(Roughly) Daily

“The threat of a pandemic is different from that of a nerve agent, in that a disease can spread uncontrollably, long after the first carrier has succumbed”*…

We were, of course, warned. As we do our best to digest the news of emergent new strains of the COVID-19 virus, a look back at Annie Sparrow‘s 2016 New York Review of Books essay on pandemics…

Pandemics—the uncontrolled spread of highly contagious diseases across countries and continents—are a modern phenomenon. The word itself, a neologism from Greek words for “all” and “people,” has been used only since the mid-nineteenth century. Epidemics—localized outbreaks of diseases—have always been part of human history, but pandemics require a minimum density of population and an effective means of transport. Since “Spanish” flu burst from the trenches of World War I in 1918, infecting 20 percent of the world’s population and killing upward of 50 million people, fears of a similar pandemic have preoccupied public health practitioners, politicians, and philanthropists. World War II, in which the German army deliberately caused malaria epidemics and the Japanese experimented with anthrax and plague as biological weapons, created new fears…

According to the doctor, writer, and philanthropist Larry Brilliant, “outbreaks are inevitable, pandemics are optional.”

Much of human history can be seen as a struggle for survival between humans and microbes. Pandemics are microbe offensives; public health measures are human defenses. Water purification, sanitation, and vaccination are crucial to our living longer, better, even taller lives. But these measures of mass salvation are not sexy. While we know prevention is better and considerably cheaper than cure, there is little financial reward or glory in it. Philanthropists prefer to build hospitals rather than pay community health workers. Pharmaceutical companies prefer the Western market to the distant and poor Global South where people cannot afford to buy treatments. Education is a powerful social vaccine against the ignorance that enables pathogens to flourish, but insufficient to overcome the corruption of public goods by private interests. The current enthusiasm for detecting the next panic-inducing pathogen should not divert resources and research from the perennial threats that we already have. We must resist the tendency of familiarity and past failures to encourage contempt and indifference…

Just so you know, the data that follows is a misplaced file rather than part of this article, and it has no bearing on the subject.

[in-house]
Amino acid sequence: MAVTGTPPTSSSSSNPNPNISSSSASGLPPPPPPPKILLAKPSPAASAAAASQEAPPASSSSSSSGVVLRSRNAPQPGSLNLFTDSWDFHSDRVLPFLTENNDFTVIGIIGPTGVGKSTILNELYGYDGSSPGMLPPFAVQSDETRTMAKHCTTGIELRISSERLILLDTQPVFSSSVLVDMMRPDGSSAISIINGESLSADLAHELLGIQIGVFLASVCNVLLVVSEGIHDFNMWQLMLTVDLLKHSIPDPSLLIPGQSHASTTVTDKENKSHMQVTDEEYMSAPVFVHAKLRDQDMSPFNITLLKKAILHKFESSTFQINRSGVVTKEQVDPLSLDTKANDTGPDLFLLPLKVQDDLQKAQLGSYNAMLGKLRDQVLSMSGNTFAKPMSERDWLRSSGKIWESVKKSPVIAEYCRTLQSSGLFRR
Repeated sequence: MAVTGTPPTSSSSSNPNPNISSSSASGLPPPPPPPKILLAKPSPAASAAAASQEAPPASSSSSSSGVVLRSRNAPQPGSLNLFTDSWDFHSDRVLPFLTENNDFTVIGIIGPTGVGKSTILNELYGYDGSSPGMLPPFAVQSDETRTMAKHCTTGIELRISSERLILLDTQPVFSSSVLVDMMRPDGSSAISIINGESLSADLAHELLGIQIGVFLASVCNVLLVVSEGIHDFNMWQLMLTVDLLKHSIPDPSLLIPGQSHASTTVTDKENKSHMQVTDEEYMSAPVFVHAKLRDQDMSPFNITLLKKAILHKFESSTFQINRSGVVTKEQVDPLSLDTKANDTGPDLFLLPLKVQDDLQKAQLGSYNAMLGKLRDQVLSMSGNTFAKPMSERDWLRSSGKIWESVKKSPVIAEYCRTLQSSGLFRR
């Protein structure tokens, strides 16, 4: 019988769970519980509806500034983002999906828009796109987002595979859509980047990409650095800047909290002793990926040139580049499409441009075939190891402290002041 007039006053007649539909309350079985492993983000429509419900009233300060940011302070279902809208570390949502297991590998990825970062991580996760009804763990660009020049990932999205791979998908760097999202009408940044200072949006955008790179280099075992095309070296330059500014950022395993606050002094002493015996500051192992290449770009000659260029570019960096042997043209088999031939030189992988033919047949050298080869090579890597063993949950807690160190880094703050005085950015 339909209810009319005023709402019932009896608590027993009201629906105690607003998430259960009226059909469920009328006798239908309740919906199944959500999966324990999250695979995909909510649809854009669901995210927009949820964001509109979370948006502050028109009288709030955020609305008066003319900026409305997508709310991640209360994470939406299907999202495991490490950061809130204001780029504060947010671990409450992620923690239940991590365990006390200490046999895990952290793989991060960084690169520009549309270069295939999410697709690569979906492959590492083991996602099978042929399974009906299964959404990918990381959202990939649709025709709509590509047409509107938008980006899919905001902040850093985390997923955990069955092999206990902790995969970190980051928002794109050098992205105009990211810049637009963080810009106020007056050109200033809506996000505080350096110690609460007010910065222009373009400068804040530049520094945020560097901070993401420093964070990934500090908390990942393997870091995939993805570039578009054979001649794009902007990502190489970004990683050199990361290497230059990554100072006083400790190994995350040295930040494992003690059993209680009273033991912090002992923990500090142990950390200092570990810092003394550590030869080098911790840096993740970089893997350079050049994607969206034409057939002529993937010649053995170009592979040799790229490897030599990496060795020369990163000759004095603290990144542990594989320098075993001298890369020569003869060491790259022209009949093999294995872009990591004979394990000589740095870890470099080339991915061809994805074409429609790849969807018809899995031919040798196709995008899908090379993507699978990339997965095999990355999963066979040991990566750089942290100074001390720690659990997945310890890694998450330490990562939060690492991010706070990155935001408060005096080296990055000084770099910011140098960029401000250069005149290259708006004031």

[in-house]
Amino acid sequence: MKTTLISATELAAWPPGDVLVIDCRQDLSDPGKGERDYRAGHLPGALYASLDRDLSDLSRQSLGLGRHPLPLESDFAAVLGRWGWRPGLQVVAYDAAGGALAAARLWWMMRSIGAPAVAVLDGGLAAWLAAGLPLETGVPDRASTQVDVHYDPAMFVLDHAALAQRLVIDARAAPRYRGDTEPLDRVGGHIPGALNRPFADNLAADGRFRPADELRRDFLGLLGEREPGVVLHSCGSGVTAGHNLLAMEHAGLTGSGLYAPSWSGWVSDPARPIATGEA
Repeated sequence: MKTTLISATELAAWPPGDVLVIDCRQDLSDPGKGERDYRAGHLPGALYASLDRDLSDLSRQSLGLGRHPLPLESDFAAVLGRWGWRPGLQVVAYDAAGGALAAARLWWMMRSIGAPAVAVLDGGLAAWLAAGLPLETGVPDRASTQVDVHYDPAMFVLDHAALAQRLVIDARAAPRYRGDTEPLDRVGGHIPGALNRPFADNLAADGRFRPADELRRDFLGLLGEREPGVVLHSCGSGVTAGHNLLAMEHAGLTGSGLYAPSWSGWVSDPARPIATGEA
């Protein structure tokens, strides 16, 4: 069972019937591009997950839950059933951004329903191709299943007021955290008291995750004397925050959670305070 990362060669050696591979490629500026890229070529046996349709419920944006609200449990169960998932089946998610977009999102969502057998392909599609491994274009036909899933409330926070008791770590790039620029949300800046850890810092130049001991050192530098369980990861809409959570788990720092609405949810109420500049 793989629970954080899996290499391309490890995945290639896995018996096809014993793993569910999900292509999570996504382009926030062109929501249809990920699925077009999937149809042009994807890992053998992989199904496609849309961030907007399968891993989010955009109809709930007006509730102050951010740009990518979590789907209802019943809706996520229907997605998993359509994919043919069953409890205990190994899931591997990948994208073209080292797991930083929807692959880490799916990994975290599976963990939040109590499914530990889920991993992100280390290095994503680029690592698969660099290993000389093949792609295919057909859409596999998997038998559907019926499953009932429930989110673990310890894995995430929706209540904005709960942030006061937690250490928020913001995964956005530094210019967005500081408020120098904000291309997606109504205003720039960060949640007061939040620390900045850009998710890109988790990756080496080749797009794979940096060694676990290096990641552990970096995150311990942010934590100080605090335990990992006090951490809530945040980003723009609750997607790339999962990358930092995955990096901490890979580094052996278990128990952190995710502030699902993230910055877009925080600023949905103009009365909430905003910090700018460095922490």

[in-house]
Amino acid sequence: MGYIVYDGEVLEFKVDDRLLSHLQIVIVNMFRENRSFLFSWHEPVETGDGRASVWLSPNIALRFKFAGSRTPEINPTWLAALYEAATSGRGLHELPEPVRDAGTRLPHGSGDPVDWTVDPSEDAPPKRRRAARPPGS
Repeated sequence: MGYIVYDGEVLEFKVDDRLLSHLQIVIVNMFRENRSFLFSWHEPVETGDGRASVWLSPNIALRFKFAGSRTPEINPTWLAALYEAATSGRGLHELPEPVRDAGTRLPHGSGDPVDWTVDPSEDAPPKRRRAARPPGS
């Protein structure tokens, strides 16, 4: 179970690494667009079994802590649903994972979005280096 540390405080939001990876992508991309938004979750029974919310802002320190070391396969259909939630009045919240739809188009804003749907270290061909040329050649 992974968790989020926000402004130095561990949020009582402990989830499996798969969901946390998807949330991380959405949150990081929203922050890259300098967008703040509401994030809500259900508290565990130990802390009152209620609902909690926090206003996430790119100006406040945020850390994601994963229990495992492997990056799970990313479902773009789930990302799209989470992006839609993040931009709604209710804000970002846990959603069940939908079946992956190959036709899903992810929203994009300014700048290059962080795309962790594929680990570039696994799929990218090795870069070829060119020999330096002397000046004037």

An important (and in its time, sadly, prescient) read: “The Awful Diseases on the Way,” from @annie_sparrow in @nybooks.

See also “6 of the Worst Pandemics in History” (source of the image above) and “A history of pandemics.”

[TotH to MK]

Hannah Fry

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As we prioritize preparation, we might recall that it was on this date in 1935 that physicist Erwin Schrödinger published his famous thought experiment– now known as “Schrödinger’s cat“– a paradox that illustrates the problem of the Copenhagen interpretation of quantum mechanics.

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